Gay Bashing: How it Affects Today’s Youth in the UK

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Gay bashing – that behavior, that for some, feels like the equivalent of school children bullying someone because of their body shape or hair color – where does it originate? Bashing someone because of their sexual orientation can, and has led to the tragic suicides of several gay teens and adults all across the U.K.

Gay Bashing Defined in the UK

“Gay bashing” is any behavior that targets someone who is or appears to be gay. In the U.K., this term is also referred to as “queer bashing.” When someone who hates gays, lesbians, bisexuals and transgendered individuals attacks them physically, they are engaging in the bullying of homosexuals, according to the Cambridge Dictionaries Online.

The behavior may often start with slurs being directed toward a gay person. From there, the bashing may progress toward physical violence directed against homosexuals. The person who hates homosexuals so much that they would physically attack them is known as a “homophobe.” That is, they have a fear of homosexuality and homosexual people. Homophobic individuals will express their dislike of homosexuals through discriminatory actions, such as excluding them from jobs, activities and groups.

According to About Equal Opportunities, homophobes may also hold the belief that, while homosexuality is “abnormal” or “deviant,” heterosexuality is the only “normal” expression of a person’s sexuality. Homophobes frequently express the mistaken belief that homosexuality is a choice, inferring that those who are homosexual are able to change their minds regarding their sexuality, “choosing” to be heterosexual. They also believe that homosexuals can, through, different types of therapy, be “cured” of their homosexuality. These therapies have been disproved in the U.K., Europe and in the U.S.

Where Homophobia and Gay Bashing Originate 

Homophobia isn’t a psychological or psychiatric illness. Instead, it’s a fear borne out of ignorance or lack of information. Some of the beliefs that a homophobe might express include:

º All homosexuals carry AIDS or HIV.

º Every homosexual is a pedophile.

º Being homosexual means the person is condemned to Hell.

º Homosexuality, as well as being transgendered are choices.

Homophobia can and has led to the bashing of gay youth. When gays are bashed, the homophobe may temporarily feel better about their beliefs and fears, although these will soon return.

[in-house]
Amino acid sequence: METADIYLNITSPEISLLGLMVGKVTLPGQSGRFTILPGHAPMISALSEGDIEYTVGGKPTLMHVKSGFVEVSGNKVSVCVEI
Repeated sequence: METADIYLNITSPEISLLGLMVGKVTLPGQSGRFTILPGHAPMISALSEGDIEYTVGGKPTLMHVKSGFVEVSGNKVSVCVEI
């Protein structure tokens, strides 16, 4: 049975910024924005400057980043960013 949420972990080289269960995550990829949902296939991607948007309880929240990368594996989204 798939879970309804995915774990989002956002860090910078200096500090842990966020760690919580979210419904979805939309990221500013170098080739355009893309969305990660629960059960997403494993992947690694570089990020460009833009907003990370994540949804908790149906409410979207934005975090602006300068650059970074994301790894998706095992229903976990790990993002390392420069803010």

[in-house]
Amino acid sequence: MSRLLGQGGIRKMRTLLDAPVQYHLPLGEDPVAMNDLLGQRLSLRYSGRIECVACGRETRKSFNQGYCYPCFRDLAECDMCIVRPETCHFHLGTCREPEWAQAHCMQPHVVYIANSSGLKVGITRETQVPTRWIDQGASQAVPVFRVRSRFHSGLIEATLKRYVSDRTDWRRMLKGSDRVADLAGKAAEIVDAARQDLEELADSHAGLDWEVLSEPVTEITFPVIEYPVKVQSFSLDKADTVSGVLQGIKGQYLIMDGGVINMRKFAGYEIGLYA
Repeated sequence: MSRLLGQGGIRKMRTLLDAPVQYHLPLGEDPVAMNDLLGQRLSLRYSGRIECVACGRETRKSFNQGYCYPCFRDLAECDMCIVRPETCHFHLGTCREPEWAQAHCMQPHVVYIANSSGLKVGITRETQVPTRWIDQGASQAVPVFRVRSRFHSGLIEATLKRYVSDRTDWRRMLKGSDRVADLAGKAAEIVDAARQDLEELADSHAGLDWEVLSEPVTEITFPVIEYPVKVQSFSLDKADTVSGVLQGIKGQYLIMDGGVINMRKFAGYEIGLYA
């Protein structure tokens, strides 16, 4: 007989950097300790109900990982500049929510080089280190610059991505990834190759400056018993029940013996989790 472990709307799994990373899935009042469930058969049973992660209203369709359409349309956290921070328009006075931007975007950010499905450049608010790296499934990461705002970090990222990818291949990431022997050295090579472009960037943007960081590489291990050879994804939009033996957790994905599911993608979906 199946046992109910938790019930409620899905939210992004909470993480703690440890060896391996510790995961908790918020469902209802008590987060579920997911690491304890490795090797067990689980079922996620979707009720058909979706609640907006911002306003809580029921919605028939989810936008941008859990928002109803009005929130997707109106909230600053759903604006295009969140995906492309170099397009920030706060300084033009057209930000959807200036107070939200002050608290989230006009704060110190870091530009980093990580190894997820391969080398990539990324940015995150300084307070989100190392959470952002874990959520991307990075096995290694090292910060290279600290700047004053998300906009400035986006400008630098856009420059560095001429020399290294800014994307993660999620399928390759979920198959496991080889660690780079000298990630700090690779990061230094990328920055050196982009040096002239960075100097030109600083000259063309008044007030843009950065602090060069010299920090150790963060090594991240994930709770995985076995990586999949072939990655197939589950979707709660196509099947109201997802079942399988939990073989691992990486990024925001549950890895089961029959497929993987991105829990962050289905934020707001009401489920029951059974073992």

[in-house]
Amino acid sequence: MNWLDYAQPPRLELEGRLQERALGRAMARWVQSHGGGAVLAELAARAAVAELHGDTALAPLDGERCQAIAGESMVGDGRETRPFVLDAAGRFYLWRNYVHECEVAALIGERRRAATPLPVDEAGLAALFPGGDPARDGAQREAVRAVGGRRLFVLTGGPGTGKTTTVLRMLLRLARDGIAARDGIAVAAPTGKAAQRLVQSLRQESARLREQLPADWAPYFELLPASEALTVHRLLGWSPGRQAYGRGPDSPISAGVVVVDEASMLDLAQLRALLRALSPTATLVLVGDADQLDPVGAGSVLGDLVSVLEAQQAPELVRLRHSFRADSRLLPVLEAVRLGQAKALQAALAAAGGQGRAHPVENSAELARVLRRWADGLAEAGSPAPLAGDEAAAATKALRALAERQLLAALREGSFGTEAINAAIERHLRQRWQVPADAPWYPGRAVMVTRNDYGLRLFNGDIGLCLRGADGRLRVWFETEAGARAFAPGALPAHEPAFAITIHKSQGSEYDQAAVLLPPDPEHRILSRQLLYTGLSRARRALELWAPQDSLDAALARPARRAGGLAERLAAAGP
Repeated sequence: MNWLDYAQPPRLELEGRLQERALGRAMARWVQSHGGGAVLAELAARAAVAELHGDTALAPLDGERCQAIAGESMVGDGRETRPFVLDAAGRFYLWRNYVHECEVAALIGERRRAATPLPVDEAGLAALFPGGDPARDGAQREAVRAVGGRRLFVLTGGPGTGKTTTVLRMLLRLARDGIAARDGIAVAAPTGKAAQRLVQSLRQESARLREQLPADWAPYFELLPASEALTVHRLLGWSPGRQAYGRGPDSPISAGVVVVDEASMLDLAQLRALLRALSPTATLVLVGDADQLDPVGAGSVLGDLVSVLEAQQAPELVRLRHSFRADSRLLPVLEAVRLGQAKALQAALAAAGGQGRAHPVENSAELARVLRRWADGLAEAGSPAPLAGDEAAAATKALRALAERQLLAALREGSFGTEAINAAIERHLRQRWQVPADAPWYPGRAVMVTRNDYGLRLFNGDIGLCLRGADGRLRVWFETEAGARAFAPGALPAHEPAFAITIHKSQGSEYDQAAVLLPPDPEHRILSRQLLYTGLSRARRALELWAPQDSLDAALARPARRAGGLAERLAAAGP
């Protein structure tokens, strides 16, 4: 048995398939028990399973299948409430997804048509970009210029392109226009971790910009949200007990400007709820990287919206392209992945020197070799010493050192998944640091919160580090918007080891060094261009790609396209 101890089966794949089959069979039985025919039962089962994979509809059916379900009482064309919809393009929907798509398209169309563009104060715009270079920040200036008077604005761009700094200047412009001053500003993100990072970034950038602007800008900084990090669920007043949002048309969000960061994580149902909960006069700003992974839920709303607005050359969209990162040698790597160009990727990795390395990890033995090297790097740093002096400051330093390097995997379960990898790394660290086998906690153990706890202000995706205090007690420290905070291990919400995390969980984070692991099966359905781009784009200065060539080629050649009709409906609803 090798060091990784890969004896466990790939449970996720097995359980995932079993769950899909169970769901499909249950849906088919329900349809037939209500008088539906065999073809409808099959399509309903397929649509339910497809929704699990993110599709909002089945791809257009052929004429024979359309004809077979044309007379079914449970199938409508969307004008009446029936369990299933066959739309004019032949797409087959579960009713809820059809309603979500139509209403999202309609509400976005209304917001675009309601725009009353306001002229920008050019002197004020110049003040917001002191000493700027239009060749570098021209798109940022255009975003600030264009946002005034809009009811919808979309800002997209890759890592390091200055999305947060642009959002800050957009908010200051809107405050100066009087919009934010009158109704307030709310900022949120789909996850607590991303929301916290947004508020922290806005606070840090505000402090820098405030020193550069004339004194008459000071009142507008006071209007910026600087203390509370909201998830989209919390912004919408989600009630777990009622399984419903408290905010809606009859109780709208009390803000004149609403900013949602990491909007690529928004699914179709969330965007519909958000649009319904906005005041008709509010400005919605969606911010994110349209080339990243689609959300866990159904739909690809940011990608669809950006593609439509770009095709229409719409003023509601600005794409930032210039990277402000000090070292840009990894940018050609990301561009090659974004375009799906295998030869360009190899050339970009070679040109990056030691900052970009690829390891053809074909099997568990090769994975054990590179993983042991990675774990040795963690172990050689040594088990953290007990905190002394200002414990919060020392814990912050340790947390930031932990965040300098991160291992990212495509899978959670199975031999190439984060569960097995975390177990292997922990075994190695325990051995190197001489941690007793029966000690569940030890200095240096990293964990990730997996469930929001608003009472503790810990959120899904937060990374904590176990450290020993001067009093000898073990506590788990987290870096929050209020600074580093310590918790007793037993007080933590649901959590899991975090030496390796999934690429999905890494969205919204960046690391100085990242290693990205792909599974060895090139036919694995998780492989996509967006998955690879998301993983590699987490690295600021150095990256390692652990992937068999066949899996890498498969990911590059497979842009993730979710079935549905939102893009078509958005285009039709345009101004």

Fear of homosexuals and homosexuality isn’t illegal. What is illegal are the acts that homophobes take against people within the LGBT population. The British Parliament passed a law in December of 2003 that specifically outlaws discrimination against anyone in the LGBT population because of their sexual orientation. This law is called the Employment Equality (Sexual Orientation Regulations. In addition, the Civil Partnership Act 2004 outlaws discrimination against same-sex couples who enter into civil partnerships. Individuals who undergo gender reassignment surgery have their civil rights protected by law. The law (Sex Discrimination (Gender Reassignment) Regulations 1999 outlaw discrimination in the workplace, covering pay, treatment by employees and supervisors, vocational training and even self-employment.

How Bullying Affects Gay Teens 

Imagine that your teen, whether gay or not, gets called “lezza” or “poof” in school. If they haven’t yet come out, they have to live with the fear that a classmate has outed them against their will.

Next, think of these phrases: “That’s so gay.” “You’re so gay.” Far from being harmless descriptions of an event or person, these two sentences are homophobic and attack someone for who they are. Every day, somewhere in the U.K., gay teens have to endure hearing language like this. Not only that, they have to put up with hearing words like “faggot, queer and homo.”

More than half of the students in U.K. schools have been targeted by homophobic bullying, according to Stonewall. Take a look at a few more statistics. You may believe that, when teachers and school administrators witness a bullying attack on a student, they intervene. You would be mistaken. More than half – three out of five students – report that their teachers have stepped in to protect them or other students perceived to be homosexual. Even worse 50 percent of gay students say that their schools  try to teach the entire student body that bullying someone who is believed to be gay is wrong. In religious schools, this percentage is even lower – only 37 percent of these schools try to teach students that gay bullying is wrong.